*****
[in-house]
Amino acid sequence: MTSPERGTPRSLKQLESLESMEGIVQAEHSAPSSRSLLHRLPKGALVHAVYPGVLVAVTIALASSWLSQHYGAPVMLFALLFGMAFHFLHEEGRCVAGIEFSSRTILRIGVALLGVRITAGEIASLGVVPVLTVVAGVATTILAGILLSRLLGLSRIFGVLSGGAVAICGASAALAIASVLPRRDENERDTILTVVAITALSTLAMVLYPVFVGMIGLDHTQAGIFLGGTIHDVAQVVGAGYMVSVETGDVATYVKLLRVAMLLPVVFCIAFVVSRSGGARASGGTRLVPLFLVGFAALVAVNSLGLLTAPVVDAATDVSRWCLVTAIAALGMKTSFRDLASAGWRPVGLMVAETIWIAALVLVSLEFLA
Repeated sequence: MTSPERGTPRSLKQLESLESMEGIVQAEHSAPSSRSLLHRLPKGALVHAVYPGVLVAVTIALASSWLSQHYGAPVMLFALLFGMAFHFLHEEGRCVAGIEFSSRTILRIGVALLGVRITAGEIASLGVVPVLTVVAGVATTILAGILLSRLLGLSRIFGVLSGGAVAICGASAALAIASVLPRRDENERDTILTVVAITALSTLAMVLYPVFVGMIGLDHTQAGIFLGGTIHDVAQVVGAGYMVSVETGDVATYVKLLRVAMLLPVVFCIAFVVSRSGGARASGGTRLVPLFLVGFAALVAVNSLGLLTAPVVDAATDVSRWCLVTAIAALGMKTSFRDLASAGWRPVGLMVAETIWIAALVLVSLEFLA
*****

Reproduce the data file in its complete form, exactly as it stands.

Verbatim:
[in-house]
Amino acid sequence: MTSPERGTPRSLKQLESLESMEGIVQAEHSAPSSRSLLHRLPKGALVHAVYPGVLVAVTIALASSWLSQHYGAPVMLFALLFGMAFHFLHEEGRCVAGIEFSSRTILRIGVALLGVRITAGEIASLGVVPVLTVVAGVATTILAGILLSRLLGLSRIFGVLSGGAVAICGASAALAIASVLPRRDENERDTILTVVAITALSTLAMVLYPVFVGMIGLDHTQAGIFLGGTIHDVAQVVGAGYMVSVETGDVATYVKLLRVAMLLPVVFCIAFVVSRSGGARASGGTRLVPLFLVGFAALVAVNSLGLLTAPVVDAATDVSRWCLVTAIAALGMKTSFRDLASAGWRPVGLMVAETIWIAALVLVSLEFLA
Repeated sequence: MTSPERGTPRSLKQLESLESMEGIVQAEHSAPSSRSLLHRLPKGALVHAVYPGVLVAVTIALASSWLSQHYGAPVMLFALLFGMAFHFLHEEGRCVAGIEFSSRTILRIGVALLGVRITAGEIASLGVVPVLTVVAGVATTILAGILLSRLLGLSRIFGVLSGGAVAICGASAALAIASVLPRRDENERDTILTVVAITALSTLAMVLYPVFVGMIGLDHTQAGIFLGGTIHDVAQVVGAGYMVSVETGDVATYVKLLRVAMLLPVVFCIAFVVSRSGGARASGGTRLVPLFLVGFAALVAVNSLGLLTAPVVDAATDVSRWCLVTAIAALGMKTSFRDLASAGWRPVGLMVAETIWIAALVLVSLEFLA